A stream of water


by ProBasket
Tags: stream, water
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#1
Feb13-05, 08:22 PM
P: 143
a stream of water exits from the nozzle of a hose at a speed of 16m/s. the vertical wall of a burning building is a horizontal distance D=4.0 m away from the nozzle. I understand and got the correct answers for the first two questions, but i need help on the third question.

1.) if the nozzle is pointing at an angle of 40 Degrees above horizontal, how long does it take for the water to travel from the nozzle to the wall? 0.33s (it's correct, no need to check)

2.) At what height above the nozzle does the water hit the wall? 2.8 m ( this is also correct)

ok, i'm stuck on the third question....

3.) If the angle of the nozzle is changed to maximize the height of the water of the wall, what height above the nozzle does the water hit the wall?

The thing i dont understand is finding the angle of the nozzle when it's changed to the maximize height of the water. can someone help me?
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dextercioby
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#2
Feb13-05, 08:37 PM
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Do you know calculus...?If so,then compute the function height on the wall vs.angle, then maximize this function and then compute the maximal value...

Daniel.
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#3
Feb13-05, 09:01 PM
P: 143
i do know calculus, but i dont know what you just said. please explain with details. the answer is 12.8m, but i dont know how to get that answer. i'm trying to study for a test, so any help is appreciated. maybe if you explain it in a non-math/less math term, i would be able to understand.

"compute the function height on the wall vs.angle"

how would i do that?

dextercioby
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#4
Feb13-05, 09:10 PM
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A stream of water


The equations of motion are simple to get,by applying the second law of Newton for constant gravity field.
[tex] x(t)=v_{0}\cos \theta \ t [/tex]
[tex] y(t)=v_{0}\sin \theta \ t-\frac{1}{2}gt^{2} [/tex]

Put the condition that the water flow reaches the wall at the height "h" and then eliminate "t' between the 2 equations.You'll end up with an equation h=h(\theta).
Post that equation,please...

Daniel.
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#5
Feb13-05, 09:16 PM
P: 143
[tex]h = \frac{v(0)^2*sin(theta)^2}{2g}[/tex]

this one?
dextercioby
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#6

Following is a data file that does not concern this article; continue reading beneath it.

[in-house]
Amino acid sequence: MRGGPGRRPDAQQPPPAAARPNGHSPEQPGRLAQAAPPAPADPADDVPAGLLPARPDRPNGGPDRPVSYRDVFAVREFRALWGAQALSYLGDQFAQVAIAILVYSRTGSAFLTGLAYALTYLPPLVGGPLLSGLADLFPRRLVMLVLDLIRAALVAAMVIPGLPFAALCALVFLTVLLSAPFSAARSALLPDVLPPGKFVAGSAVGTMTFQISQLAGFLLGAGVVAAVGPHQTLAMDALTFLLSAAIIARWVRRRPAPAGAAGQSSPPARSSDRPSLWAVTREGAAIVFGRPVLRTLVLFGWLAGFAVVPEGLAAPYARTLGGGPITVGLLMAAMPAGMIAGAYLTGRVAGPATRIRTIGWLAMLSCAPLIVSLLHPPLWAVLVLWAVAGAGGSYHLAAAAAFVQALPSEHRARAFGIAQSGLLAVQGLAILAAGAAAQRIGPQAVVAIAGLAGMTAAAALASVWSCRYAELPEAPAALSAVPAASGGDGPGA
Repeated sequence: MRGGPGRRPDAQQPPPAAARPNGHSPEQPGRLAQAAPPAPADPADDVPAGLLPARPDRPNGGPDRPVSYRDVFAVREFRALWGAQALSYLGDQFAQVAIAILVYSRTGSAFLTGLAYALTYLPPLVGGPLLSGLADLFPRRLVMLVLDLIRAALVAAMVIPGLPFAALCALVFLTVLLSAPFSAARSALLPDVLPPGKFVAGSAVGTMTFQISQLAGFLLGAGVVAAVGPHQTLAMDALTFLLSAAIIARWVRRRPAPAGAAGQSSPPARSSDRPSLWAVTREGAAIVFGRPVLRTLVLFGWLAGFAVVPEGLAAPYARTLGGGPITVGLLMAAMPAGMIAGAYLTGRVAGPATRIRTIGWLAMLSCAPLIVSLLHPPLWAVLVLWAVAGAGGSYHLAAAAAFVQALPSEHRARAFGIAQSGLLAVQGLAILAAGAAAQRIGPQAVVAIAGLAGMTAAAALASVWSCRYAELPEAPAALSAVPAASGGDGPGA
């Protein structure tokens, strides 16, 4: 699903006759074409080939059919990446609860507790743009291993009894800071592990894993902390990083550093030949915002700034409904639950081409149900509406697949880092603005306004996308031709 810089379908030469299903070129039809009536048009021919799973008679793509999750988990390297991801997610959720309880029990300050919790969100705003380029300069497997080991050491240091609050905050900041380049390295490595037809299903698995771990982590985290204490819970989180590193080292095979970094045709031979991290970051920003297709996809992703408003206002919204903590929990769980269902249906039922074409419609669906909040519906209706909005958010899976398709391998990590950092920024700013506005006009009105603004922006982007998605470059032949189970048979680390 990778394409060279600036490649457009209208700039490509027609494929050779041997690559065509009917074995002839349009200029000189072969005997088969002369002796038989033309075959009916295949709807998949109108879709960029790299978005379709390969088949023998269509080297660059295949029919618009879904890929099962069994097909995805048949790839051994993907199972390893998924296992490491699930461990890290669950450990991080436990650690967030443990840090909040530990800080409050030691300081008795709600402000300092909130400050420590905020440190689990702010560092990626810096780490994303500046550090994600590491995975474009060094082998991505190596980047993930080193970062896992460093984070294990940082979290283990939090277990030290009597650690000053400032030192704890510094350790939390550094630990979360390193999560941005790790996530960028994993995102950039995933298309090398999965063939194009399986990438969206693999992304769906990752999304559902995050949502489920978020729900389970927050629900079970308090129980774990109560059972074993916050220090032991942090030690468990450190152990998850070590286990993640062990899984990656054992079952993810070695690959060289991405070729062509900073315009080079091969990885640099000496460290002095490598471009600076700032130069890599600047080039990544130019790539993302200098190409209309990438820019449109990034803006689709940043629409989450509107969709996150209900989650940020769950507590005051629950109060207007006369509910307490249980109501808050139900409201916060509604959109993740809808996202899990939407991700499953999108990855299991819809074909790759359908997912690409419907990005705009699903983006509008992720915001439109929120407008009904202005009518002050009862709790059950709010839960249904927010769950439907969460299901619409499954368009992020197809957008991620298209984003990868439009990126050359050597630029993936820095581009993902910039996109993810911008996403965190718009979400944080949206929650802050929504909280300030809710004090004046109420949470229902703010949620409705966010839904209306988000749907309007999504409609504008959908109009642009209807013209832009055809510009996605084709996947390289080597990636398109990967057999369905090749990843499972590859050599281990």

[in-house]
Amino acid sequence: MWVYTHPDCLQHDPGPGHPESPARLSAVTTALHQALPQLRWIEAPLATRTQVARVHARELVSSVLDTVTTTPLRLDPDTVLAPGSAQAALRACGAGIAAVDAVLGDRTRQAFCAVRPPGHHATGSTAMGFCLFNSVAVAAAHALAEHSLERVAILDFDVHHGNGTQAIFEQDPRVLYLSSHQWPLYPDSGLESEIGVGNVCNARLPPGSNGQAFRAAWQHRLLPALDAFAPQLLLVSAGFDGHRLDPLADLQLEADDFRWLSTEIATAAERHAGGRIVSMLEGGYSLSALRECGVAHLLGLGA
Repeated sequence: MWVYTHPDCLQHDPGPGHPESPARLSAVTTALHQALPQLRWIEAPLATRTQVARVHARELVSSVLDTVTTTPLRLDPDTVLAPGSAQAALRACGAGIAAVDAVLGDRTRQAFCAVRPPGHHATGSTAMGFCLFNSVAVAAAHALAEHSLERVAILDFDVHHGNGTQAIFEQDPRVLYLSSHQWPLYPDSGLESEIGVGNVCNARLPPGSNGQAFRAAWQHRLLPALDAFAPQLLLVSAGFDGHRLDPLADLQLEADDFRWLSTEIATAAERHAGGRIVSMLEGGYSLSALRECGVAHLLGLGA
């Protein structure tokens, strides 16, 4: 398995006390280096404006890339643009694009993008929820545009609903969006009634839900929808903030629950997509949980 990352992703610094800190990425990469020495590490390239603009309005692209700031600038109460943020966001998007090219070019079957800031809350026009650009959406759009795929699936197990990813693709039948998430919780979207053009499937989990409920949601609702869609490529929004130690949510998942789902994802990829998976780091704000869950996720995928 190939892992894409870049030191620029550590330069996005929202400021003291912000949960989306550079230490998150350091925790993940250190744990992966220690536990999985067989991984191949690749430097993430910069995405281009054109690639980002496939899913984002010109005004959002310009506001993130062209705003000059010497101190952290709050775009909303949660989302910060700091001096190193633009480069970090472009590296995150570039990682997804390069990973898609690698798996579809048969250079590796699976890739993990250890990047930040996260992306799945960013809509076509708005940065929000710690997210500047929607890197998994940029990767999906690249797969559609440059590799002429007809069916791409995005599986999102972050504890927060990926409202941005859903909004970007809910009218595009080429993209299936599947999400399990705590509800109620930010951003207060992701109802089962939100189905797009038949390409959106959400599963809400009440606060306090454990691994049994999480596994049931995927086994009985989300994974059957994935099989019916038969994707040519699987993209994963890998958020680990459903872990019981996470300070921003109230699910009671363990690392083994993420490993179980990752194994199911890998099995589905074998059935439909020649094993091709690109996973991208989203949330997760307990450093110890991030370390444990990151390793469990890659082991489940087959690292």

Feb13-05, 09:18 PM
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Nope,that's 2 simple...Another one,please...

Daniel.

HINT:It contains tangent & secant squared.
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#7
Feb13-05, 09:31 PM
P: 143
h = tan(theta)*D-1/2*g(D/vo*cos(theta))^2
dextercioby
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#8
Feb13-05, 09:35 PM
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Perfect,now maximize & extract maximum value (don't bother computing the 2-nd derivative to convince yourself of the maximum value)...

Daniel.
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#9
Feb13-05, 09:40 PM
P: 143
"maximize & extract maximum value" <--- what do you mean?

do you just want me to plug in the values and find h?
if so, h = 3.17
Gokul43201
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#10
Feb13-05, 09:41 PM
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No, find [itex]dh/d\theta[/itex], and set this to zero. That will give you the optimal [itex]\theta[/itex]. Plug this in to find h.

Besides, how did you get that number without knowing the optimal angle ?
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#11
Feb13-05, 09:58 PM
P: 143
i got

[itex]dh/d\theta[/itex] = [tex]d(sec^2(\theta)+ \frac{d*g*cos(\theta)*sin(\theta)}{v_0^2})[/tex]

so i'm trying to solve for theta right?

is this correct so far?
dextercioby
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#12
Feb13-05, 10:02 PM
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It is incorrect.Pay attention with the differentiation of [itex] -\frac{1}{\cos^{2}\theta} [/itex]

Daniel.
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#13
Feb13-05, 10:11 PM
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Also, you seem to have squared the velocity in the denominator.
dextercioby
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#14
Feb13-05, 10:12 PM
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It was supposed to be squared,Gokul.

Daniel.
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#15
Feb13-05, 10:23 PM
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Oops sorry...ignore that.


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